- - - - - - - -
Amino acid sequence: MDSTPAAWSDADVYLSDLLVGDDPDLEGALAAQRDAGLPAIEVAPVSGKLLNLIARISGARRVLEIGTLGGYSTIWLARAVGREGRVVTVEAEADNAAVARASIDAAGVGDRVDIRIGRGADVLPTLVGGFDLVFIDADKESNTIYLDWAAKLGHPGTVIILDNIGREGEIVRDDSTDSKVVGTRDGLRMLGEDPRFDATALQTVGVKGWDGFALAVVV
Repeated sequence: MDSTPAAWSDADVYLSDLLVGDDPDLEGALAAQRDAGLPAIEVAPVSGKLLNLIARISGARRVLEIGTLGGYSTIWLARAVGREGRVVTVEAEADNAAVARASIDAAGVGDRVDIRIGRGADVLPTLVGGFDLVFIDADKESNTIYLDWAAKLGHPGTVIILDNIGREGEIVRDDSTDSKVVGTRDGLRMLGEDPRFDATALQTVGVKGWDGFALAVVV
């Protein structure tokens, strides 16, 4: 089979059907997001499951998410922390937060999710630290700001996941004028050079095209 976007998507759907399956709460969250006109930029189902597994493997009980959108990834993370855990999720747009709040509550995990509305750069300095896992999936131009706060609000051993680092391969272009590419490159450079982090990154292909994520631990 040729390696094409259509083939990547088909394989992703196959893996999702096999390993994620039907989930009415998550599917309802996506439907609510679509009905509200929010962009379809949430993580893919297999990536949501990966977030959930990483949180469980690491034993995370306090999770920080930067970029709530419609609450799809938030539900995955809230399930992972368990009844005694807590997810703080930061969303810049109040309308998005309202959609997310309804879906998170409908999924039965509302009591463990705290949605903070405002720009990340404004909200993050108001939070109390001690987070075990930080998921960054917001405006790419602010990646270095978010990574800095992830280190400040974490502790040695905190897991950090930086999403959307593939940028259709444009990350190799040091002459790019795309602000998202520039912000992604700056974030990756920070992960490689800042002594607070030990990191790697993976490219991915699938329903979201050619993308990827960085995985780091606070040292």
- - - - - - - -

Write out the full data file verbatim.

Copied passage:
Amino acid sequence: MDSTPAAWSDADVYLSDLLVGDDPDLEGALAAQRDAGLPAIEVAPVSGKLLNLIARISGARRVLEIGTLGGYSTIWLARAVGREGRVVTVEAEADNAAVARASIDAAGVGDRVDIRIGRGADVLPTLVGGFDLVFIDADKESNTIYLDWAAKLGHPGTVIILDNIGREGEIVRDDSTDSKVVGTRDGLRMLGEDPRFDATALQTVGVKGWDGFALAVVV
Repeated sequence: MDSTPAAWSDADVYLSDLLVGDDPDLEGALAAQRDAGLPAIEVAPVSGKLLNLIARISGARRVLEIGTLGGYSTIWLARAVGREGRVVTVEAEADNAAVARASIDAAGVGDRVDIRIGRGADVLPTLVGGFDLVFIDADKESNTIYLDWAAKLGHPGTVIILDNIGREGEIVRDDSTDSKVVGTRDGLRMLGEDPRFDATALQTVGVKGWDGFALAVVV
């Protein structure tokens, strides 16, 4: 089979059907997001499951998410922390937060999710630290700001996941004028050079095209 976007998507759907399956709460969250006109930029189902597994493997009980959108990834993370855990999720747009709040509550995990509305750069300095896992999936131009706060609000051993680092391969272009590419490159450079982090990154292909994520631990 040729390696094409259509083939990547088909394989992703196959893996999702096999390993994620039907989930009415998550599917309802996506439907609510679509009905509200929010962009379809949430993580893919297999990536949501990966977030959930990483949180469980690491034993995370306090999770920080930067970029709530419609609450799809938030539900995955809230399930992972368990009844005694807590997810703080930061969303810049109040309308998005309202959609997310309804879906998170409908999924039965509302009591463990705290949605903070405002720009990340404004909200993050108001939070109390001690987070075990930080998921960054917001405006790419602010990646270095978010990574800095992830280190400040974490502790040695905190897991950090930086999403959307593939940028259709444009990350190799040091002459790019795309602000998202520039912000992604700056974030990756920070992960490689800042002594607070030990990191790697993976490219991915699938329903979201050619993308990827960085995985780091606070040292």